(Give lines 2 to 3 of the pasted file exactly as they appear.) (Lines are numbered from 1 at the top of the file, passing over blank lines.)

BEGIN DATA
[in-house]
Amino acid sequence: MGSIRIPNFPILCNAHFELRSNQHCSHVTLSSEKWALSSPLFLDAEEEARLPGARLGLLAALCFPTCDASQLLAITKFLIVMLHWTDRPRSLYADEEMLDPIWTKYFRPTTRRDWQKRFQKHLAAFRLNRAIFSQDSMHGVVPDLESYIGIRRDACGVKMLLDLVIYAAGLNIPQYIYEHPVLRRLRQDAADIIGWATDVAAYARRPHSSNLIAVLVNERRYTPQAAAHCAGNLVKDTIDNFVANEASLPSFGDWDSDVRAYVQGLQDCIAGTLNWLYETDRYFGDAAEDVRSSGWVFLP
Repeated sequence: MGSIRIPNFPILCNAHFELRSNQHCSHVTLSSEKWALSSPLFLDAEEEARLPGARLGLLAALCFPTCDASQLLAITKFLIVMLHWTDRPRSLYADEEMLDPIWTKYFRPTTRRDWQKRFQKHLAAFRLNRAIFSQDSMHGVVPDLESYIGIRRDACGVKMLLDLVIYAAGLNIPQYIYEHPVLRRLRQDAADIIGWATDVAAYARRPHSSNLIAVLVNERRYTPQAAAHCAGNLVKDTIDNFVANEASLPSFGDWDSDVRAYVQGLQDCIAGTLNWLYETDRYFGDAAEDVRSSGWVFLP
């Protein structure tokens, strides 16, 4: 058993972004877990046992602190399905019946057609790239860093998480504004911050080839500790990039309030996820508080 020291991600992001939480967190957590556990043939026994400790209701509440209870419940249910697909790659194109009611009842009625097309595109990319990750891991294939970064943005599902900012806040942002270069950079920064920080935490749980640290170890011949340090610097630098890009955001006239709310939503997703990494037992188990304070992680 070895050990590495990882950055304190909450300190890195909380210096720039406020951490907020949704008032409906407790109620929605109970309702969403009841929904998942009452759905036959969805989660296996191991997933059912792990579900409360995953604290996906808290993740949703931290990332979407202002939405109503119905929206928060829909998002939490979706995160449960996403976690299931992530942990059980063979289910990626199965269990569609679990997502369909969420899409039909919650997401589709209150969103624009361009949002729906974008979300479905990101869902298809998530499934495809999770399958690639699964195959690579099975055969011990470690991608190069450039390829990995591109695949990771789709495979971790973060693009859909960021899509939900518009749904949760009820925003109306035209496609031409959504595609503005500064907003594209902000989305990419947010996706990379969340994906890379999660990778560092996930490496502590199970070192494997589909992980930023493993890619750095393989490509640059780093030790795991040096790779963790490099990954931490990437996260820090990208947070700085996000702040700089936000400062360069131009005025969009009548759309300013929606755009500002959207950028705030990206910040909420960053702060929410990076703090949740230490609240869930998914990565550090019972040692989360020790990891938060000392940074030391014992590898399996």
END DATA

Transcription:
Amino acid sequence: MGSIRIPNFPILCNAHFELRSNQHCSHVTLSSEKWALSSPLFLDAEEEARLPGARLGLLAALCFPTCDASQLLAITKFLIVMLHWTDRPRSLYADEEMLDPIWTKYFRPTTRRDWQKRFQKHLAAFRLNRAIFSQDSMHGVVPDLESYIGIRRDACGVKMLLDLVIYAAGLNIPQYIYEHPVLRRLRQDAADIIGWATDVAAYARRPHSSNLIAVLVNERRYTPQAAAHCAGNLVKDTIDNFVANEASLPSFGDWDSDVRAYVQGLQDCIAGTLNWLYETDRYFGDAAEDVRSSGWVFLP
Repeated sequence: MGSIRIPNFPILCNAHFELRSNQHCSHVTLSSEKWALSSPLFLDAEEEARLPGARLGLLAALCFPTCDASQLLAITKFLIVMLHWTDRPRSLYADEEMLDPIWTKYFRPTTRRDWQKRFQKHLAAFRLNRAIFSQDSMHGVVPDLESYIGIRRDACGVKMLLDLVIYAAGLNIPQYIYEHPVLRRLRQDAADIIGWATDVAAYARRPHSSNLIAVLVNERRYTPQAAAHCAGNLVKDTIDNFVANEASLPSFGDWDSDVRAYVQGLQDCIAGTLNWLYETDRYFGDAAEDVRSSGWVFLP